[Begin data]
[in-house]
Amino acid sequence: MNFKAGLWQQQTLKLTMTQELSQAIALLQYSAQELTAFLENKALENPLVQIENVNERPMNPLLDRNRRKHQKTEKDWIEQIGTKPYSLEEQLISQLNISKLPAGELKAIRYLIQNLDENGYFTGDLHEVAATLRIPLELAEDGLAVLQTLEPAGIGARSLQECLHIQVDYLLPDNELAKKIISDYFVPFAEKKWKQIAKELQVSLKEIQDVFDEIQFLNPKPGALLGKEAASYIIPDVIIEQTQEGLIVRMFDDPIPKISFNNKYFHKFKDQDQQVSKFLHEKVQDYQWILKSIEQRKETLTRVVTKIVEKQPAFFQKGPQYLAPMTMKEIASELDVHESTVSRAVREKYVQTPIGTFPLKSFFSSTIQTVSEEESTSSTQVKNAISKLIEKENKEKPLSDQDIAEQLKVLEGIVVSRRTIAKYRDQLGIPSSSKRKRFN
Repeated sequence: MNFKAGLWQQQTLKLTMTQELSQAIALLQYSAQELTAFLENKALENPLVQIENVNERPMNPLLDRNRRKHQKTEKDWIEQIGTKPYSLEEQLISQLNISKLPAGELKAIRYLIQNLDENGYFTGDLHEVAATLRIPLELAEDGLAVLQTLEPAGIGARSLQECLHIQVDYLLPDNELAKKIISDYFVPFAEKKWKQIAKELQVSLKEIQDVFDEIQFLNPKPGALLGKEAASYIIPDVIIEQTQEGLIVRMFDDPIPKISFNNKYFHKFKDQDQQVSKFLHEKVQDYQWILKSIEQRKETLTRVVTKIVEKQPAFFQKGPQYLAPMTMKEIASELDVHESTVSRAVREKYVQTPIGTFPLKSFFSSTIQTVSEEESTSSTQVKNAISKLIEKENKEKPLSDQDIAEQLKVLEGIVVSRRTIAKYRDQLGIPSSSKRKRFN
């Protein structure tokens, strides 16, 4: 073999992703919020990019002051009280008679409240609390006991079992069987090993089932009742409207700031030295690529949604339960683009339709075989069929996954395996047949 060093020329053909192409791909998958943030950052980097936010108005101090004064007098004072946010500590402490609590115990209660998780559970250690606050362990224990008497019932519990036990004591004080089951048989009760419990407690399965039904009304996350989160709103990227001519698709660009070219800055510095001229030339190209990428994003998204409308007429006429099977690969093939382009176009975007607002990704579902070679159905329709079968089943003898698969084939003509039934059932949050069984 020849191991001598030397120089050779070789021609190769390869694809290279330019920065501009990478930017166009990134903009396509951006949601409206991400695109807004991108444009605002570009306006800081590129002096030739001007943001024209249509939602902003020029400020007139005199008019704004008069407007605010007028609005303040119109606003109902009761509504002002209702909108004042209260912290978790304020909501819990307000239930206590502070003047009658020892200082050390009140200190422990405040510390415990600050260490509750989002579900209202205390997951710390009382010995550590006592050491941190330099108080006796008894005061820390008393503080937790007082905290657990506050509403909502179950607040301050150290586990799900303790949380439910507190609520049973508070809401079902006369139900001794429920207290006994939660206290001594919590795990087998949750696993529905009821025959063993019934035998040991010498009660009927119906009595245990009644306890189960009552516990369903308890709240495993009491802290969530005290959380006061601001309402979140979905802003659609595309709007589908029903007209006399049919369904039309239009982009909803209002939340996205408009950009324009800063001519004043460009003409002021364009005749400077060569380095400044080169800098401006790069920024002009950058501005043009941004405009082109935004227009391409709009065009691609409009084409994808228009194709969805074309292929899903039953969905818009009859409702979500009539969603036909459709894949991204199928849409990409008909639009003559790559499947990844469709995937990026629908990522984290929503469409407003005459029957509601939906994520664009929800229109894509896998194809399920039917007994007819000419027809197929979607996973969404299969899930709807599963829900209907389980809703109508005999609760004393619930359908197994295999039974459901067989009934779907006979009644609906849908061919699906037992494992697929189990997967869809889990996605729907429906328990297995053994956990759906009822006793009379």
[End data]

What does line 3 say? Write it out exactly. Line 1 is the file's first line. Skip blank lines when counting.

Repeated sequence: MNFKAGLWQQQTLKLTMTQELSQAIALLQYSAQELTAFLENKALENPLVQIENVNERPMNPLLDRNRRKHQKTEKDWIEQIGTKPYSLEEQLISQLNISKLPAGELKAIRYLIQNLDENGYFTGDLHEVAATLRIPLELAEDGLAVLQTLEPAGIGARSLQECLHIQVDYLLPDNELAKKIISDYFVPFAEKKWKQIAKELQVSLKEIQDVFDEIQFLNPKPGALLGKEAASYIIPDVIIEQTQEGLIVRMFDDPIPKISFNNKYFHKFKDQDQQVSKFLHEKVQDYQWILKSIEQRKETLTRVVTKIVEKQPAFFQKGPQYLAPMTMKEIASELDVHESTVSRAVREKYVQTPIGTFPLKSFFSSTIQTVSEEESTSSTQVKNAISKLIEKENKEKPLSDQDIAEQLKVLEGIVVSRRTIAKYRDQLGIPSSSKRKRFN